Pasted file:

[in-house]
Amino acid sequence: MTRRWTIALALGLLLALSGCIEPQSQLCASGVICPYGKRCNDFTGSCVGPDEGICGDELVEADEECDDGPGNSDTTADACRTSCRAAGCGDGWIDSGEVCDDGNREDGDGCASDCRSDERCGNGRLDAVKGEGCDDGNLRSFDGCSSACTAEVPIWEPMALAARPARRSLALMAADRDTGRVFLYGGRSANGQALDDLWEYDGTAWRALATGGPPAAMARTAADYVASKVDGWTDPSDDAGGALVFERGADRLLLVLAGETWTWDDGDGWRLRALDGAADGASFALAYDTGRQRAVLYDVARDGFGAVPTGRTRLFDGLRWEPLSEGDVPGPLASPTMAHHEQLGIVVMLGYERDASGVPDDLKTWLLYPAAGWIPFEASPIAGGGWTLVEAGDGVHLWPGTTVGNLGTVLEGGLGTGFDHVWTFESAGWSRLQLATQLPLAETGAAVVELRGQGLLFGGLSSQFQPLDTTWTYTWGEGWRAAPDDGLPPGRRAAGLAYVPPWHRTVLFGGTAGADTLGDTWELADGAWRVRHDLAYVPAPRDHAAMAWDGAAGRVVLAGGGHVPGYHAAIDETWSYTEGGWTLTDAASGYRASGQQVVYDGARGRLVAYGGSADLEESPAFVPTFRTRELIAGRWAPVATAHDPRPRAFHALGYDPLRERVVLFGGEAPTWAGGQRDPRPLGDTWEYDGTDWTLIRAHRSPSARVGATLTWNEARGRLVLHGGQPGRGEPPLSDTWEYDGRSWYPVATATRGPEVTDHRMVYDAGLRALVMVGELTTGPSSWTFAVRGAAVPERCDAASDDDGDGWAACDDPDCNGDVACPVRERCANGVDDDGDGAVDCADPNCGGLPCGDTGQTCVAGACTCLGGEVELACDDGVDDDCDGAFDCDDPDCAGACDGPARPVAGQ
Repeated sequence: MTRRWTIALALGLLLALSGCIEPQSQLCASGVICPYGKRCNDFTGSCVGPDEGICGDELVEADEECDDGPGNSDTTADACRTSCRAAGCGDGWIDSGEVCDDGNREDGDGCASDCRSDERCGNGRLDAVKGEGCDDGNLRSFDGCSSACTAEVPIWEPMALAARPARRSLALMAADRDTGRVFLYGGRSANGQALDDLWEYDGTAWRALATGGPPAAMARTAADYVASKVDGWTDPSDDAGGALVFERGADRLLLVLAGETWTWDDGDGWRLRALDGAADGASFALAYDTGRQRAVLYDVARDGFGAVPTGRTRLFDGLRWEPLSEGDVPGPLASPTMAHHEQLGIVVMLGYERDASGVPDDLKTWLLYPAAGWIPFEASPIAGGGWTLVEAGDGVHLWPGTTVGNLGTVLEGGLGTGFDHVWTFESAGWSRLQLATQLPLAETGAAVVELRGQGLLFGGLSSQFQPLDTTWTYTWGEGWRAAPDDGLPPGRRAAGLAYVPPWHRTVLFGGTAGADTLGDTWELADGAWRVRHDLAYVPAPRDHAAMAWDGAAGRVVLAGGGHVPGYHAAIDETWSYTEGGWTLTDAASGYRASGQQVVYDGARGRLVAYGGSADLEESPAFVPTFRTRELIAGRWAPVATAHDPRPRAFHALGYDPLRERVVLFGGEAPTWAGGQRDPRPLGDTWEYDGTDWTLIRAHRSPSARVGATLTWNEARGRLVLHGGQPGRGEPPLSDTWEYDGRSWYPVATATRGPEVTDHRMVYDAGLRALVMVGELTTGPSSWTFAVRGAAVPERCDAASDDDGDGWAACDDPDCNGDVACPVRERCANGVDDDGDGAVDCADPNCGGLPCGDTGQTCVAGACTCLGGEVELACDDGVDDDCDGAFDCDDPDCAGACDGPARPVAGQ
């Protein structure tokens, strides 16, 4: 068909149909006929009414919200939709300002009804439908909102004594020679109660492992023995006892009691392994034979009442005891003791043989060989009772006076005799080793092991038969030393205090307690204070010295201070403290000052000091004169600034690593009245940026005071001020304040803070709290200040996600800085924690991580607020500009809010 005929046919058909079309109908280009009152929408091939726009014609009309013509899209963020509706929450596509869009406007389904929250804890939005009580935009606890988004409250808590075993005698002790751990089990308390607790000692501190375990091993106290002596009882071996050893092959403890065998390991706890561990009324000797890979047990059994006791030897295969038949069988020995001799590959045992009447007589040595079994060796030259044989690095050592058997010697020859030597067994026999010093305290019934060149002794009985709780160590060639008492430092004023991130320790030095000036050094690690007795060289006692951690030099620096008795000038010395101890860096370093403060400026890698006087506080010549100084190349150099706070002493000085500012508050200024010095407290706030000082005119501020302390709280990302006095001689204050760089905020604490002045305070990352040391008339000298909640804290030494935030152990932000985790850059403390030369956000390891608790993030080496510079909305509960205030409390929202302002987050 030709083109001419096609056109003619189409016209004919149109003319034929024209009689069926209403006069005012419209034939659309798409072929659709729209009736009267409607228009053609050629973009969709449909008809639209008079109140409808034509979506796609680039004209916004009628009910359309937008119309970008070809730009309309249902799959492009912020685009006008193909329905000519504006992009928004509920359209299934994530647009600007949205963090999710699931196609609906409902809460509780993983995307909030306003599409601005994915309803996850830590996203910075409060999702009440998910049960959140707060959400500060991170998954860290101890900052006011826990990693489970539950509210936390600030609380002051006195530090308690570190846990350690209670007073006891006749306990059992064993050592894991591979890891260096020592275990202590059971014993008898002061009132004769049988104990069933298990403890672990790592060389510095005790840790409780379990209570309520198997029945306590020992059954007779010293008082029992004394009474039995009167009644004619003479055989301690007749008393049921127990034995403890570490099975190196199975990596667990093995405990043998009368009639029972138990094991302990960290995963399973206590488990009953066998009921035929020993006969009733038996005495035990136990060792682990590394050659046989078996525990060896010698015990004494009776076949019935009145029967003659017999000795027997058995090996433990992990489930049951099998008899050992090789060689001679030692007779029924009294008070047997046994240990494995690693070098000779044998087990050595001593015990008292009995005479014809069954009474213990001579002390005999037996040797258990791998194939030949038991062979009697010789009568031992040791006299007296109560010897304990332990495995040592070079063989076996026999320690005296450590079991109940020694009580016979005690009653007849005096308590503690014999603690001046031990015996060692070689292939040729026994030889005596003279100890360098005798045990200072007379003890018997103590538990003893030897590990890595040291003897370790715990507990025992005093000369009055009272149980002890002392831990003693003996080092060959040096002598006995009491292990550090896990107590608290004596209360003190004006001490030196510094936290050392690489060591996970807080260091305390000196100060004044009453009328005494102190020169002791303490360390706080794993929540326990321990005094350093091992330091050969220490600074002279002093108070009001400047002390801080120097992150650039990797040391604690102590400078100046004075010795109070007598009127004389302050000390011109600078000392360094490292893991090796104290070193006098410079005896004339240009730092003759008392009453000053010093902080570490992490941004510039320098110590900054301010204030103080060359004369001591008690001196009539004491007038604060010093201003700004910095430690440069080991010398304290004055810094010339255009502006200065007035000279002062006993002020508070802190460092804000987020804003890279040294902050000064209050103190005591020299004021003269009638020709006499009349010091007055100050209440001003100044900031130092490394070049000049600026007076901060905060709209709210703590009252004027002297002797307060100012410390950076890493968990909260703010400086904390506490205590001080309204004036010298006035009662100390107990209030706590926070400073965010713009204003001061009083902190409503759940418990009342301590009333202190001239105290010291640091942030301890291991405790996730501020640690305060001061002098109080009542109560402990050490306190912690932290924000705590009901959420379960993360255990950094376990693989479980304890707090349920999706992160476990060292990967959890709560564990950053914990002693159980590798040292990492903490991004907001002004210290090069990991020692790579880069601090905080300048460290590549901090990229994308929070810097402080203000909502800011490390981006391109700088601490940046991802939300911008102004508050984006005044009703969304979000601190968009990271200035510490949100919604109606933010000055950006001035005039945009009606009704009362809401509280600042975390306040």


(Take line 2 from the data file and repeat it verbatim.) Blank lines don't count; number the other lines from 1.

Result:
Amino acid sequence: MTRRWTIALALGLLLALSGCIEPQSQLCASGVICPYGKRCNDFTGSCVGPDEGICGDELVEADEECDDGPGNSDTTADACRTSCRAAGCGDGWIDSGEVCDDGNREDGDGCASDCRSDERCGNGRLDAVKGEGCDDGNLRSFDGCSSACTAEVPIWEPMALAARPARRSLALMAADRDTGRVFLYGGRSANGQALDDLWEYDGTAWRALATGGPPAAMARTAADYVASKVDGWTDPSDDAGGALVFERGADRLLLVLAGETWTWDDGDGWRLRALDGAADGASFALAYDTGRQRAVLYDVARDGFGAVPTGRTRLFDGLRWEPLSEGDVPGPLASPTMAHHEQLGIVVMLGYERDASGVPDDLKTWLLYPAAGWIPFEASPIAGGGWTLVEAGDGVHLWPGTTVGNLGTVLEGGLGTGFDHVWTFESAGWSRLQLATQLPLAETGAAVVELRGQGLLFGGLSSQFQPLDTTWTYTWGEGWRAAPDDGLPPGRRAAGLAYVPPWHRTVLFGGTAGADTLGDTWELADGAWRVRHDLAYVPAPRDHAAMAWDGAAGRVVLAGGGHVPGYHAAIDETWSYTEGGWTLTDAASGYRASGQQVVYDGARGRLVAYGGSADLEESPAFVPTFRTRELIAGRWAPVATAHDPRPRAFHALGYDPLRERVVLFGGEAPTWAGGQRDPRPLGDTWEYDGTDWTLIRAHRSPSARVGATLTWNEARGRLVLHGGQPGRGEPPLSDTWEYDGRSWYPVATATRGPEVTDHRMVYDAGLRALVMVGELTTGPSSWTFAVRGAAVPERCDAASDDDGDGWAACDDPDCNGDVACPVRERCANGVDDDGDGAVDCADPNCGGLPCGDTGQTCVAGACTCLGGEVELACDDGVDDDCDGAFDCDDPDCAGACDGPARPVAGQ